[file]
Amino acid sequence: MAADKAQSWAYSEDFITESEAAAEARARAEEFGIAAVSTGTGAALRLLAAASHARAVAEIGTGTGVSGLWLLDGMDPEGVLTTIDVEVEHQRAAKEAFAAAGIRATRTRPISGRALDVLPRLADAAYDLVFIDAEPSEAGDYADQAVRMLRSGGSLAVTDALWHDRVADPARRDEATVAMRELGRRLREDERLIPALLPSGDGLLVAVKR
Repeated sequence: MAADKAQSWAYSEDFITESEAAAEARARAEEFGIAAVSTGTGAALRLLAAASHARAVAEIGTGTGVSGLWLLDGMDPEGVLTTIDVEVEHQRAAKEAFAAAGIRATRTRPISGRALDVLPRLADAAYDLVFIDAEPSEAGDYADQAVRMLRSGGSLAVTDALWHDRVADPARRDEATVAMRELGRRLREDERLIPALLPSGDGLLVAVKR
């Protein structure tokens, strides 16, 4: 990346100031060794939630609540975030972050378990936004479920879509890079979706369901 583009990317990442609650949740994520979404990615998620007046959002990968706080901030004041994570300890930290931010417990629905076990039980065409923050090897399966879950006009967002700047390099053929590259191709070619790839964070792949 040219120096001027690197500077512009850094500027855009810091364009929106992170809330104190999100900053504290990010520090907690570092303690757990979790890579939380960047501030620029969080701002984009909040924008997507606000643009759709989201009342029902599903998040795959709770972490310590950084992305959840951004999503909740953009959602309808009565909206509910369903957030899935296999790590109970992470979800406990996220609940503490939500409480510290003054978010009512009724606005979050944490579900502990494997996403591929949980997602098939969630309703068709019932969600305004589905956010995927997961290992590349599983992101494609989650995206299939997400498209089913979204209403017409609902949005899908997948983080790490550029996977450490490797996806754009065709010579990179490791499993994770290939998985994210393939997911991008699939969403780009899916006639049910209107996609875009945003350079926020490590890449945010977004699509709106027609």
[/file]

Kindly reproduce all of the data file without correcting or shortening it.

Amino acid sequence: MAADKAQSWAYSEDFITESEAAAEARARAEEFGIAAVSTGTGAALRLLAAASHARAVAEIGTGTGVSGLWLLDGMDPEGVLTTIDVEVEHQRAAKEAFAAAGIRATRTRPISGRALDVLPRLADAAYDLVFIDAEPSEAGDYADQAVRMLRSGGSLAVTDALWHDRVADPARRDEATVAMRELGRRLREDERLIPALLPSGDGLLVAVKR
Repeated sequence: MAADKAQSWAYSEDFITESEAAAEARARAEEFGIAAVSTGTGAALRLLAAASHARAVAEIGTGTGVSGLWLLDGMDPEGVLTTIDVEVEHQRAAKEAFAAAGIRATRTRPISGRALDVLPRLADAAYDLVFIDAEPSEAGDYADQAVRMLRSGGSLAVTDALWHDRVADPARRDEATVAMRELGRRLREDERLIPALLPSGDGLLVAVKR
């Protein structure tokens, strides 16, 4: 990346100031060794939630609540975030972050378990936004479920879509890079979706369901 583009990317990442609650949740994520979404990615998620007046959002990968706080901030004041994570300890930290931010417990629905076990039980065409923050090897399966879950006009967002700047390099053929590259191709070619790839964070792949 040219120096001027690197500077512009850094500027855009810091364009929106992170809330104190999100900053504290990010520090907690570092303690757990979790890579939380960047501030620029969080701002984009909040924008997507606000643009759709989201009342029902599903998040795959709770972490310590950084992305959840951004999503909740953009959602309808009565909206509910369903957030899935296999790590109970992470979800406990996220609940503490939500409480510290003054978010009512009724606005979050944490579900502990494997996403591929949980997602098939969630309703068709019932969600305004589905956010995927997961290992590349599983992101494609989650995206299939997400498209089913979204209403017409609902949005899908997948983080790490550029996977450490490797996806754009065709010579990179490791499993994770290939998985994210393939997911991008699939969403780009899916006639049910209107996609875009945003350079926020490590890449945010977004699509709106027609």